Silver Boot fever: catch it! Used to be you’d have to go to Florida for a natural-rivalry Worst Matchup, but not any more. Now the great state of Texas is horning in on the action, and believe me, we’re all gripped with the fever down here. Here in the state capital, you can’t go a block without seeing a couple people in opposing Rangers/Astros fan garb going chin-to-chin, arguing about which of their favorites is going to go home with the prized podiatral trophy. From Texarkana to El Paso, commerce will pretty much grind to a halt this weekend as 23 million-plus people cope with the allure of interleague intrigue.
Believe it or not, Craig Biggio–currently crawling his way to the 3,000 Hit Club–is going to pop 40 doubles again this year. (That is, unless they shut him down when he does get to 3,000 hits.) He’s currently tied with Nap Lajoie for sixth all-time in that category. He’ll pass George Brett, who is only eight doubles away. (That is, unless they shut him down when he does get to 3,000 hits.) For the separatists–and I’ve never bothered to pay much attention to the great divide in matters such as these–he’ll finish with the most doubles ever by a right-handed batter.
These pursuits of milestones–what are we to do with them? It reminds me of the negative reaction so many people had to the last episode of The Sopranos. Everybody craves obvious closure. I say you don’t need a round number to call it a career. Sure, it would be nice, but with a career-low .236 EqA and a negative VORP, it’s kind of painful to watch. Biggio has already qualified for the Hall of Fame, so he’s not one of these guys that need the round number to even be considered.
Getting back to Lajoie, he was the all-time doubles leader for about a dozen years. He took over the lead from Cap Anson in 1912, and added another 50 or so to his total before retiring. He held the top until Tris Speaker broke him in 1925. Anson had grabbed the all-time lead in 1882, so that means only three men have held the top spot in 125 years. That Biggio has come to within mentioning distance of these players is pretty impressive. That’s just the thing–his accomplishments are many. It’s a shame to see him sullying the portrait that is his career with these final struggles.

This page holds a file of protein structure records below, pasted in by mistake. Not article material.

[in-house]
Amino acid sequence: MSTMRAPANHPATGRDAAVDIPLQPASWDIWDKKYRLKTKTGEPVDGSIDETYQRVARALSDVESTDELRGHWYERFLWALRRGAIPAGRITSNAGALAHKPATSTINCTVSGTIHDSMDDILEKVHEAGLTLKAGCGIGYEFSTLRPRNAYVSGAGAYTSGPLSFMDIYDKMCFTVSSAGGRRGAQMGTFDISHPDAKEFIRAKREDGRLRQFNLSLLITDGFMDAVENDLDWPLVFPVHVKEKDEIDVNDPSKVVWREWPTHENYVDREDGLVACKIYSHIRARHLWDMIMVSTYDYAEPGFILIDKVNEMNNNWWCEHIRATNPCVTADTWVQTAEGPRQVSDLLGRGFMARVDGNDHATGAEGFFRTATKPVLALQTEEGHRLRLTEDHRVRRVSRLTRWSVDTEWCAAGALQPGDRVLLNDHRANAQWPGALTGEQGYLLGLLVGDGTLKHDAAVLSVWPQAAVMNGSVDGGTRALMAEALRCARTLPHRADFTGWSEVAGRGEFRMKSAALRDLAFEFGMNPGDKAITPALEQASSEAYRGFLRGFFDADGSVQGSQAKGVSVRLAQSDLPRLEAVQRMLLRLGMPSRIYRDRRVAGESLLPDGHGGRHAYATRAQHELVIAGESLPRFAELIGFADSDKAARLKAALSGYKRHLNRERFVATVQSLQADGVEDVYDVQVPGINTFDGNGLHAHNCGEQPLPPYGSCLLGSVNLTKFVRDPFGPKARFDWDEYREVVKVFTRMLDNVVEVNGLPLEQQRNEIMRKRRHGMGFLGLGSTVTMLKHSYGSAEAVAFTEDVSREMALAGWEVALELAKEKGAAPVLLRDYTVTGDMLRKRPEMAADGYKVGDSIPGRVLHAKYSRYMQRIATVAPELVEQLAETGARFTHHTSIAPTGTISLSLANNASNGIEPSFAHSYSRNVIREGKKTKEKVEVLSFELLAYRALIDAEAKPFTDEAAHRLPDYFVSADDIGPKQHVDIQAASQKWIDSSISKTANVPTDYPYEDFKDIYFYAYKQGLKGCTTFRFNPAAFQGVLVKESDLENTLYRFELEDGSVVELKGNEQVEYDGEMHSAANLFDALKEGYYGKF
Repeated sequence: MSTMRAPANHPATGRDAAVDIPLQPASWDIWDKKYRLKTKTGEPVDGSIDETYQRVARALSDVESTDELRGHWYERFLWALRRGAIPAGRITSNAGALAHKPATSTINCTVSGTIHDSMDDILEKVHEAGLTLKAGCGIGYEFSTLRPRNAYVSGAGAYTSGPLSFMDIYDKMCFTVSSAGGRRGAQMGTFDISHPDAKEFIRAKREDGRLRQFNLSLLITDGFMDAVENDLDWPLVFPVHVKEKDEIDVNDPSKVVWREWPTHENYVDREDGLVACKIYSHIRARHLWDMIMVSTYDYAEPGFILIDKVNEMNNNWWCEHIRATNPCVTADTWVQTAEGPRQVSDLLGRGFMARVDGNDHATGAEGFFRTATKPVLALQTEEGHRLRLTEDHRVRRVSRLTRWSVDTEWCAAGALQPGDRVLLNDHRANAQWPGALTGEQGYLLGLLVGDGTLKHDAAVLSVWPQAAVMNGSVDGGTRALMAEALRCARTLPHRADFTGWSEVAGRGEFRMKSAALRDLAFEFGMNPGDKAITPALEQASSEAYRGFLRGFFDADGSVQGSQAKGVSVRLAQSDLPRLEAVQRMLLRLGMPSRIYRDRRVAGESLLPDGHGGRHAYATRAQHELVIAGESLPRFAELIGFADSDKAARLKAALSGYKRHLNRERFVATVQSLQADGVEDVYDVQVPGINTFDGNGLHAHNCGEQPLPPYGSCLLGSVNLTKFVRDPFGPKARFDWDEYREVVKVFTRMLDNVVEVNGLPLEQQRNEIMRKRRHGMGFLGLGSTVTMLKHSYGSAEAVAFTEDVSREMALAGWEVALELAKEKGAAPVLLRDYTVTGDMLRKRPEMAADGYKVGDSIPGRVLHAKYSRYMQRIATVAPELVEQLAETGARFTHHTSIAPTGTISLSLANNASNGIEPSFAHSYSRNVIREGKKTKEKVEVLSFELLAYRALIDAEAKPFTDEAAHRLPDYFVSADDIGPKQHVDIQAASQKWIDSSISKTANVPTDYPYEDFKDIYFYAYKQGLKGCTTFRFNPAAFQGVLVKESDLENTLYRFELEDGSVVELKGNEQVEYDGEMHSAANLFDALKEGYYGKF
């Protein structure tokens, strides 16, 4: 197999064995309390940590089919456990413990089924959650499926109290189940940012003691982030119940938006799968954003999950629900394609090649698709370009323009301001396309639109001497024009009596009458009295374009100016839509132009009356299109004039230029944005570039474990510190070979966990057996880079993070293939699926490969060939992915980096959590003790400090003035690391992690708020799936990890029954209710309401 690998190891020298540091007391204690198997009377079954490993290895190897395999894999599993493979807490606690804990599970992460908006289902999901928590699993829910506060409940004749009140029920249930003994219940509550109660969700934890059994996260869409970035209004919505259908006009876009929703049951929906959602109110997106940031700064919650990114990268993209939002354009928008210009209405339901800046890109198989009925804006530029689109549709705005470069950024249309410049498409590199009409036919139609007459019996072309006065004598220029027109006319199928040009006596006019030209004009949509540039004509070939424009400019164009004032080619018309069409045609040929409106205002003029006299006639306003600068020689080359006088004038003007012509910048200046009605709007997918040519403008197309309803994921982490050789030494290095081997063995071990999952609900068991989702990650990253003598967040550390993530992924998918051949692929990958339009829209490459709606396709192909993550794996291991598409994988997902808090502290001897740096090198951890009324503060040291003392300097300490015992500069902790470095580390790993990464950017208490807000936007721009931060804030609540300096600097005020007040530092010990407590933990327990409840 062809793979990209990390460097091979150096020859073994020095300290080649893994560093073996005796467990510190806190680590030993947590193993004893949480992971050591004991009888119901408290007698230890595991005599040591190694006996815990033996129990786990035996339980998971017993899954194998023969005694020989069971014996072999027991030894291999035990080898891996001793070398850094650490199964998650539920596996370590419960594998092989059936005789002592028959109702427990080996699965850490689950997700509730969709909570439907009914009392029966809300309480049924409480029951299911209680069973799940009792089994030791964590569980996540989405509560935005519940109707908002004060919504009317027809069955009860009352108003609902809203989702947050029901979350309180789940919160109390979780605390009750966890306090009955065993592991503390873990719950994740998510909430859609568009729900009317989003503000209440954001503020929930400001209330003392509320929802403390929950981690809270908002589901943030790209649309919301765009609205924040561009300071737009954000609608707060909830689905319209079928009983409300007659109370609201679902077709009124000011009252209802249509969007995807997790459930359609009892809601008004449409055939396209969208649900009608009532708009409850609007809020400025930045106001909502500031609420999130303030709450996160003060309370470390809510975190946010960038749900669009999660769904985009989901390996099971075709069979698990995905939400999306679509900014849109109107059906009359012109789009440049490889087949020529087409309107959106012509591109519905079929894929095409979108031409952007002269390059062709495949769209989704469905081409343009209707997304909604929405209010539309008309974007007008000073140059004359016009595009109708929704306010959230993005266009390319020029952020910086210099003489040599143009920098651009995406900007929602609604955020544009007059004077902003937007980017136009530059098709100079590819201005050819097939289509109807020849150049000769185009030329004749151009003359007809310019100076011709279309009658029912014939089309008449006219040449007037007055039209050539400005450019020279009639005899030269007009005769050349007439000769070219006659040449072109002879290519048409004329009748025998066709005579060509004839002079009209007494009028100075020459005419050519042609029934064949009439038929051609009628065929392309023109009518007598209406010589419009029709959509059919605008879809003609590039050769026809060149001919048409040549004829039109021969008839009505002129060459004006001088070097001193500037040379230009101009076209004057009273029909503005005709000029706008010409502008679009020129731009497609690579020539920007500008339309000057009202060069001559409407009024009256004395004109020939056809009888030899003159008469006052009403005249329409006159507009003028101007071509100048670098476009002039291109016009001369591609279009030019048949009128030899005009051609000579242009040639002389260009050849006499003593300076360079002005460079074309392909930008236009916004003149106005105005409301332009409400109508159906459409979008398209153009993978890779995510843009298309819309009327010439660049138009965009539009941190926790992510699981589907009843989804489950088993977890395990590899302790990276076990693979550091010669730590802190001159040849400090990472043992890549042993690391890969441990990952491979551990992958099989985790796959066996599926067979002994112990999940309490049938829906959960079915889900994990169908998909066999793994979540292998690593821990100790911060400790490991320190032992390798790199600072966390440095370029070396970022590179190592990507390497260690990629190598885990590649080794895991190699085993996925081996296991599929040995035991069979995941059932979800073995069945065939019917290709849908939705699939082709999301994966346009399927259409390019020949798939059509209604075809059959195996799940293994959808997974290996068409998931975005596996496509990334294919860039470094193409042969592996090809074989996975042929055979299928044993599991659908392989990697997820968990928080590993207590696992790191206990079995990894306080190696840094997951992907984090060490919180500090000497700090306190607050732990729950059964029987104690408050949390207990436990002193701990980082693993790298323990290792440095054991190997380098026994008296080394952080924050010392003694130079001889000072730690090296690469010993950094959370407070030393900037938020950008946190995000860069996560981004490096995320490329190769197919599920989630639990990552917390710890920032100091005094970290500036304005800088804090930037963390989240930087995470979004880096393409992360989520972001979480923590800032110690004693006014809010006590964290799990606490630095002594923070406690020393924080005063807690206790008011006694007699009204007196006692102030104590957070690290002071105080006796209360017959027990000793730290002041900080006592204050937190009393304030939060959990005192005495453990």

Speaking of Round Number Clubs, even they have their stratifications. For instance, Biggio’s opponent in this series, Sammy Sosa, hit his 600th homer this week, joining a Round Number Club with only five members, although Ken Griffey, Jr. can make it six pretty soon if he stays healthy for the rest of the season. While Sosa is high on the counting strata, how does he rate overall in the 500 Homer Club? Looking at career EqA among the members, not very well. Including Jim Thome, Manny Ramirez, Alex Rodriguez and Frank Thomas–four men who are on the threshold of membership–there are 24 players in or near the Club. These are the bottom five EqAs:
Keep in mind that Banks was a shortstop for about half his career, the only member of the 500 Club other than the soon-to-be-included Rodriguez who spent considerable time in the middle infield. The average career EqA for a 500 Homer Club member is .325. Coming in last or next-to-last in a group of men that includes the likes of Babe Ruth, Hank Aaron, Ted Williams, Mickey Mantle and Willie Mays is by no means grounds for dismissal from Hall of Fame candidacy, however, given the white noise that has accompanied Sosa’s career, it’s going to be interesting to see how it plays out. Jay Jaffe discussed Sosa’s Hall of Fame chances in full detail on Unfiltered yesterday.